Ireland’s oldest ringer of church bells dies at 98

Cyril Galbraith’s bell ringing journey in 1939 in Limerick cathedral when he was 15

Cyril Galbraith: ‘There wasn’t a whole lot to do in Limerick back then to be honest so it was good to have a distraction, a hobby.’ Photograph: Nick Bradshaw

Cyril Galbraith: ‘There wasn’t a whole lot to do in Limerick back then to be honest so it was good to have a distraction, a hobby.’ Photograph: Nick Bradshaw

 

The bells of Christ Church in the Dundrum parish of Taney will toll loudly on Monday morning as Cyril Galbraith, the man who made them sing for decades, is laid to rest.

Ireland’s oldest campanologist who had previously pulled the strings on the bells in St Mary’s Cathedral in Limerick and St Patrick’s Cathedral in Dublin died on Wednesday in St Vincent’s Hospital in Dublin.

He was 98- years-old.

He started out on his bell ringing journey in Limerick in 1939 as a 15-year-old boy when he wandered into the Limerick cathedral to work out how the bells there tolled.

Almost immediately it became a passion, one which was to last for more than 80 years.

“There wasn’t a whole lot to do in Limerick back then to be honest so it was good to have a distraction, a hobby,” Ireland’s oldest bellringer told The Irish Times in 2019.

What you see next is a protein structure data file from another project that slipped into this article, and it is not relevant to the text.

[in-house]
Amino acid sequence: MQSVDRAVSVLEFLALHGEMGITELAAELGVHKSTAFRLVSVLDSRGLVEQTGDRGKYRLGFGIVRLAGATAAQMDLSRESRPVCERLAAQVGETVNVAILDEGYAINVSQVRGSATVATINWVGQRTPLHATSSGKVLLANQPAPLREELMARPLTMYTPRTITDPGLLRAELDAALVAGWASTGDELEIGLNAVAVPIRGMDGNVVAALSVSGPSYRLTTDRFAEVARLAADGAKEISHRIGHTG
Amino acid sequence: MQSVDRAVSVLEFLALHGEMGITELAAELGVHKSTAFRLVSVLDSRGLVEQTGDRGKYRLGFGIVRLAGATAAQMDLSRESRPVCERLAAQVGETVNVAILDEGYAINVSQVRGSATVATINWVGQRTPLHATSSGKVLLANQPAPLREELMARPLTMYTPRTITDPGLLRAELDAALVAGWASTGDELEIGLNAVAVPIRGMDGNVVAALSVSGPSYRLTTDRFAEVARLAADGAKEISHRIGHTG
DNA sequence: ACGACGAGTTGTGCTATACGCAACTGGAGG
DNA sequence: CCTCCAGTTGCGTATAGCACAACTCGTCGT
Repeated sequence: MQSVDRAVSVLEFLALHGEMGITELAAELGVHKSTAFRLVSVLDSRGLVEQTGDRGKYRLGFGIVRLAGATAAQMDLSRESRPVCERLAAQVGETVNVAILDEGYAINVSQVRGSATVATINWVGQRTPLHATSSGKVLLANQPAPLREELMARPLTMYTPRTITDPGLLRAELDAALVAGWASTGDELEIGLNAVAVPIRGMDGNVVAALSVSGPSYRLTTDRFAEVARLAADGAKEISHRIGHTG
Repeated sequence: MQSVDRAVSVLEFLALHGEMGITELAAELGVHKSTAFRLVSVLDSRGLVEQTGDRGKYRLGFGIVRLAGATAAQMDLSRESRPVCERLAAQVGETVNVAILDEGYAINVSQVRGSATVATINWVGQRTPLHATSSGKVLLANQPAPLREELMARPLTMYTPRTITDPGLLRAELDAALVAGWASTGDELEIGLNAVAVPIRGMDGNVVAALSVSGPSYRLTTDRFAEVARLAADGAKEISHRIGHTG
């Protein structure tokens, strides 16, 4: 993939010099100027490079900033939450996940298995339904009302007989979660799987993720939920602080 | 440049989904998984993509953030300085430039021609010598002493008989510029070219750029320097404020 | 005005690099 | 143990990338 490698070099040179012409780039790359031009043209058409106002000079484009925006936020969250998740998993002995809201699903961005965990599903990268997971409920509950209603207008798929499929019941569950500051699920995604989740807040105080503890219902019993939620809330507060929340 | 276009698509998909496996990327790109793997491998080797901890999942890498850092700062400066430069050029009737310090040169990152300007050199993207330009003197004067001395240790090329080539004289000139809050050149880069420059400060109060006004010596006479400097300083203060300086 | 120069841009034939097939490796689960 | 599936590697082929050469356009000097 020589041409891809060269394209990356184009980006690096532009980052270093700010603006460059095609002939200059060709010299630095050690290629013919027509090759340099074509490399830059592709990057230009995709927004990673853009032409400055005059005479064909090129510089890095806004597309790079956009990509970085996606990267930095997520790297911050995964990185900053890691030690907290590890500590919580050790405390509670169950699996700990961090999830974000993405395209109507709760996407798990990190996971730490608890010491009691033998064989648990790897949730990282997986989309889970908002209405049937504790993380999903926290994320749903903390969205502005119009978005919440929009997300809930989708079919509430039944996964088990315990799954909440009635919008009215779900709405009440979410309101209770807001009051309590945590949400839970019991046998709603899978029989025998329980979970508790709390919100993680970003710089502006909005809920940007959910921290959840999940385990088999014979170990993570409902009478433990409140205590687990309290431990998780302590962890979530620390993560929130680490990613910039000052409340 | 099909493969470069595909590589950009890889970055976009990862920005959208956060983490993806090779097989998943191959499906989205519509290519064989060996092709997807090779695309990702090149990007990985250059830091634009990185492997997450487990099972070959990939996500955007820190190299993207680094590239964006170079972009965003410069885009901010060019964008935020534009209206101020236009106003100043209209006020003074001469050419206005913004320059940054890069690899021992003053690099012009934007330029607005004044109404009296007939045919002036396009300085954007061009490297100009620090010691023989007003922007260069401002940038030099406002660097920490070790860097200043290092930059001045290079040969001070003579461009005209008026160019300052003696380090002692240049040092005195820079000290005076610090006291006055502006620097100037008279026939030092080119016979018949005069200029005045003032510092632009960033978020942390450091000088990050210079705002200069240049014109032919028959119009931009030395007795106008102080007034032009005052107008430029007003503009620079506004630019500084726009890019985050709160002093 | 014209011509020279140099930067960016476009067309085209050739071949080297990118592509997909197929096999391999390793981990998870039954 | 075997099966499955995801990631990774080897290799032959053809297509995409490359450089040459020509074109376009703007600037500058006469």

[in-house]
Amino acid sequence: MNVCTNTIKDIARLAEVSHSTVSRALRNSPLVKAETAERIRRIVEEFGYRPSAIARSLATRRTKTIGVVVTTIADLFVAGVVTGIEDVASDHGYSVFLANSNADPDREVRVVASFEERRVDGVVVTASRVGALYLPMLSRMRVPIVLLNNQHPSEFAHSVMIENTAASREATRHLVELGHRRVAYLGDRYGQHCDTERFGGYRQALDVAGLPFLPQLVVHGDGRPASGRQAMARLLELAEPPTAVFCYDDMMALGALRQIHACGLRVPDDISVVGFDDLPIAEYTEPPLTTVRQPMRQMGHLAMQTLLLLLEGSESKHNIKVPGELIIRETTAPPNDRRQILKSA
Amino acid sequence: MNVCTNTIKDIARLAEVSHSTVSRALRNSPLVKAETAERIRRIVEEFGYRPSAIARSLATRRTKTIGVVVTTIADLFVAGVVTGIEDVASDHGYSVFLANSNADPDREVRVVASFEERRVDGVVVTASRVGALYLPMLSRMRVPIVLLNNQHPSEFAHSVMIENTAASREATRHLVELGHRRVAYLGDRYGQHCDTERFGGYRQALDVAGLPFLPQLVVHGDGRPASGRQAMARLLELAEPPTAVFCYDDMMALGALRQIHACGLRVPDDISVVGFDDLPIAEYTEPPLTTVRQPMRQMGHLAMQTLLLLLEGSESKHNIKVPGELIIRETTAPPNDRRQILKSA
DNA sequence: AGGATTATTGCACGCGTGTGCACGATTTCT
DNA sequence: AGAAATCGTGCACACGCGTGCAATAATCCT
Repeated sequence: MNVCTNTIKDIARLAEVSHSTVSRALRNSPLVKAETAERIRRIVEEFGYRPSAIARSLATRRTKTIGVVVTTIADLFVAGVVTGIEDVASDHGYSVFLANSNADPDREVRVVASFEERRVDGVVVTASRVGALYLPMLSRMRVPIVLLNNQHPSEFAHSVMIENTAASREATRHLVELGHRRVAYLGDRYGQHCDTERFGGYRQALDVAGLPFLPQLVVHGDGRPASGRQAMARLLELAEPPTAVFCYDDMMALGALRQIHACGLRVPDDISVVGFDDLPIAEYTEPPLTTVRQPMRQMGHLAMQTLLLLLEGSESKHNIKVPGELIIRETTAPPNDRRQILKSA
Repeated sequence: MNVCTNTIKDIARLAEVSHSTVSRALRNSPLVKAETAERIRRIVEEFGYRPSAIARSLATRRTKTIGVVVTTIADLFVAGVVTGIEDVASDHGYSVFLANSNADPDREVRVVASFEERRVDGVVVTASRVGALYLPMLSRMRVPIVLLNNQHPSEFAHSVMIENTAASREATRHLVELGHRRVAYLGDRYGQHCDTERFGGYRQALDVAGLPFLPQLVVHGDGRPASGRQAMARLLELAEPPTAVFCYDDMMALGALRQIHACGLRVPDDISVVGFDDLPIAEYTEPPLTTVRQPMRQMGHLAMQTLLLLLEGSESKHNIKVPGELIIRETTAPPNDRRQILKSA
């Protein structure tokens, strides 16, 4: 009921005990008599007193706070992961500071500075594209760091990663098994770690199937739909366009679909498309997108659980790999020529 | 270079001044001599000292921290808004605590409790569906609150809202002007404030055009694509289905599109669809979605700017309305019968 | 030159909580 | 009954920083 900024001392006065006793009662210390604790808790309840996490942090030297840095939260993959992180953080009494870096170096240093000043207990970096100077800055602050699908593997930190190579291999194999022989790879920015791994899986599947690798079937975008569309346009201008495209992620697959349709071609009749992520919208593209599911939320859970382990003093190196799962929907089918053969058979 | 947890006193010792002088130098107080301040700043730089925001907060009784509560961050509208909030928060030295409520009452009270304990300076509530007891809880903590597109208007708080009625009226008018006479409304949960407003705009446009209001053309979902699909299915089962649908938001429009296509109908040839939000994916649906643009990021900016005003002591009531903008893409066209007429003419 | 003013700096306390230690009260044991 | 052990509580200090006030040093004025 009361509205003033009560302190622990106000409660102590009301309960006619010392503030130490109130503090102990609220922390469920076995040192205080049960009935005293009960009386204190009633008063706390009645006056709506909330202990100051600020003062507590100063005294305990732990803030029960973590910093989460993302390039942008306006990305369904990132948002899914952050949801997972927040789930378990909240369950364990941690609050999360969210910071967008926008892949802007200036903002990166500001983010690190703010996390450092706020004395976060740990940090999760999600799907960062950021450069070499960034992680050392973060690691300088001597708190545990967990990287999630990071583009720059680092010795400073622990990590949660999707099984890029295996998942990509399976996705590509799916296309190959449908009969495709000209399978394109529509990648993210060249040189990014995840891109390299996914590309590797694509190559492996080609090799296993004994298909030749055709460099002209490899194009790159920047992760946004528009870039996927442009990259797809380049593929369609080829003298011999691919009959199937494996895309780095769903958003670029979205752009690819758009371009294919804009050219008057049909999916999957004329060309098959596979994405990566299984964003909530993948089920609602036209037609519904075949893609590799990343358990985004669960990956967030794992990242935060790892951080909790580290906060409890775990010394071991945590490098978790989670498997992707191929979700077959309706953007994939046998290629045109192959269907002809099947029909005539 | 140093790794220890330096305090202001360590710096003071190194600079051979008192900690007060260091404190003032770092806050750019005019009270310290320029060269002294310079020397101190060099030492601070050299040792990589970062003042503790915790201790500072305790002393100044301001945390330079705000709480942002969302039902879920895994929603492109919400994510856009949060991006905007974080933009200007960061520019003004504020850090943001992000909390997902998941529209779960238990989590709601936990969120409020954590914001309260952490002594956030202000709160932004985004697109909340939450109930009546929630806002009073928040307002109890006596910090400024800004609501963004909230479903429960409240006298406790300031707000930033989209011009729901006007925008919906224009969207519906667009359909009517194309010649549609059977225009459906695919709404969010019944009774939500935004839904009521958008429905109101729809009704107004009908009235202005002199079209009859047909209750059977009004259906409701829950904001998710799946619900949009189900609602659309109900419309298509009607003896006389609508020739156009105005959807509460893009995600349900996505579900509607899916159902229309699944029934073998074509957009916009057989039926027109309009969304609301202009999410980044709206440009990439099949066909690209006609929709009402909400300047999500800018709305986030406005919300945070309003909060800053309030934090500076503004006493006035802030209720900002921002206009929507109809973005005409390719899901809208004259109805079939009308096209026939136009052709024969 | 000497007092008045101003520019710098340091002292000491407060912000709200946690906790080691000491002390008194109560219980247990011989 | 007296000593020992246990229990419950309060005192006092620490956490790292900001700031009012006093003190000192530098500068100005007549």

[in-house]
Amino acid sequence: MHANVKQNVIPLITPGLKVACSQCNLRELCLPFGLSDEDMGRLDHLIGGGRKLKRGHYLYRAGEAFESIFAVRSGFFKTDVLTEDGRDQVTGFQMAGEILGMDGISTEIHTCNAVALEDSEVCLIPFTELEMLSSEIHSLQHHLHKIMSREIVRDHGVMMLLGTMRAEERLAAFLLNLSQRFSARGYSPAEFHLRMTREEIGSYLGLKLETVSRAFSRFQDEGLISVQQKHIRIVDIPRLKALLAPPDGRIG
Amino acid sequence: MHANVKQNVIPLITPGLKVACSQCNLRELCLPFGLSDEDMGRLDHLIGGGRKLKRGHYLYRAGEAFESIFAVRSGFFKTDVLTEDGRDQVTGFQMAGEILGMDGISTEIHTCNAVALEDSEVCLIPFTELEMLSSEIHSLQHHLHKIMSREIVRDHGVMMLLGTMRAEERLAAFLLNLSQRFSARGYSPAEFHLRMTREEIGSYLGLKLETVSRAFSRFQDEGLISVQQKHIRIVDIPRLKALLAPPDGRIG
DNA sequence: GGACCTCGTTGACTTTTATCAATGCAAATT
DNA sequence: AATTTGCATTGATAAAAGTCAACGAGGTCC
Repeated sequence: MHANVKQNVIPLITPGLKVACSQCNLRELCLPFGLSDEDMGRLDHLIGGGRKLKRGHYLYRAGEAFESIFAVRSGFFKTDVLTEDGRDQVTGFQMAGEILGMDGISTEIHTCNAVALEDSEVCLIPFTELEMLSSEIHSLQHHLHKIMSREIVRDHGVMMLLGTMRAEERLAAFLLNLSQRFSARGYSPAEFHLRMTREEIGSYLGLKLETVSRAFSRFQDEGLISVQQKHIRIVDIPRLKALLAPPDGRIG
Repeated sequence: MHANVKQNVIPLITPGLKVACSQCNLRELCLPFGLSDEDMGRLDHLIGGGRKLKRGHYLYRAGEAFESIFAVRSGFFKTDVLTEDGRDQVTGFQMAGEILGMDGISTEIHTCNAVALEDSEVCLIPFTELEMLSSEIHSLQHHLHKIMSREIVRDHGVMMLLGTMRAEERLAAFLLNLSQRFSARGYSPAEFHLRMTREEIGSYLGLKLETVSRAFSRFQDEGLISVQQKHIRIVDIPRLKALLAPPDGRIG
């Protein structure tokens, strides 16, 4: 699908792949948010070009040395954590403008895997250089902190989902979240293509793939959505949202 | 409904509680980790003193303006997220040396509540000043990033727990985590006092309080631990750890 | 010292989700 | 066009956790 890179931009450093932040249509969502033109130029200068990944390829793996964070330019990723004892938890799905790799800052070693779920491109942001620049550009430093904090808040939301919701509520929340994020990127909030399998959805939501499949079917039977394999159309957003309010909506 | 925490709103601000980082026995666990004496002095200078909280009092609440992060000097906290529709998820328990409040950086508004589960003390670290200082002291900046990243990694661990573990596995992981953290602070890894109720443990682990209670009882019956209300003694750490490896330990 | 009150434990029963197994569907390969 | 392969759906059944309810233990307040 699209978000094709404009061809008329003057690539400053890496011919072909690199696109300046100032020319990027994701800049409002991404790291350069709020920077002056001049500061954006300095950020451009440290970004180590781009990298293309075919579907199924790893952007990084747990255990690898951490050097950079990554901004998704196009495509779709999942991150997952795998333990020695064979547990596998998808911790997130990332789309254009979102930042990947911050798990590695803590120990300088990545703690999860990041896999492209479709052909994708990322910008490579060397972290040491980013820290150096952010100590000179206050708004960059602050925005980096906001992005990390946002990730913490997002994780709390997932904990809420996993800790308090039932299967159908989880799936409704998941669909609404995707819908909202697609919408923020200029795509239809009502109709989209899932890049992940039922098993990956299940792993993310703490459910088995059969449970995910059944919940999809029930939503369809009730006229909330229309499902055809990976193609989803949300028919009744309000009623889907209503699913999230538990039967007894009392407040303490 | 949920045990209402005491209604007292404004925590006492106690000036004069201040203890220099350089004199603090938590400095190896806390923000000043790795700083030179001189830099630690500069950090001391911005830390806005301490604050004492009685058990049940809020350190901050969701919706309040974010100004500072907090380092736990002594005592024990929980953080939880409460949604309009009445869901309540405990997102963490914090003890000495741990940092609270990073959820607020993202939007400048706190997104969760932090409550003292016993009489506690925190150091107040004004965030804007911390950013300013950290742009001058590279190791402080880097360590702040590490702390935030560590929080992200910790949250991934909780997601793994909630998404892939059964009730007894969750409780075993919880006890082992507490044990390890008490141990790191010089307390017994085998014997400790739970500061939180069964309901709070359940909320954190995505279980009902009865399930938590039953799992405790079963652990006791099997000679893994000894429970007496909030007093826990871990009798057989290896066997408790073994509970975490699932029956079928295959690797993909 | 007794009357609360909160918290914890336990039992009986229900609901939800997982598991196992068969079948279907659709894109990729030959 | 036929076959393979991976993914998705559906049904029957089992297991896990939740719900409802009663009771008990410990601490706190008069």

After almost 30 years tolling by the Shannon, Galbraith’s job with the pharmaceutical company Wellcome saw Galbraith transferred to Dublin in 1968.

Limerick’s loss was Dublin’s gain and he soon found himself a position ringing the bells in St Patrick’s Cathedral in Dublin. He only stopped ringing the bells there when climbing the stairs started to prove tricky.

In the 1990s, his home parish of Taney rescued the bells from the recently closed St George’s Church on Dublin’s Temple Street and secured them until Galbraith and a small team got the money together to install them in his local church just in time to ring in the new millennium.

“Those bells have rung out for a lot of weddings since then,” he told this newspaper. “And for a lot of funerals too.”

His own funeral service will take place there on Monday morning and his family and friends will be joined by bell ringers from around the country who will gather to mark the passing of one of their own.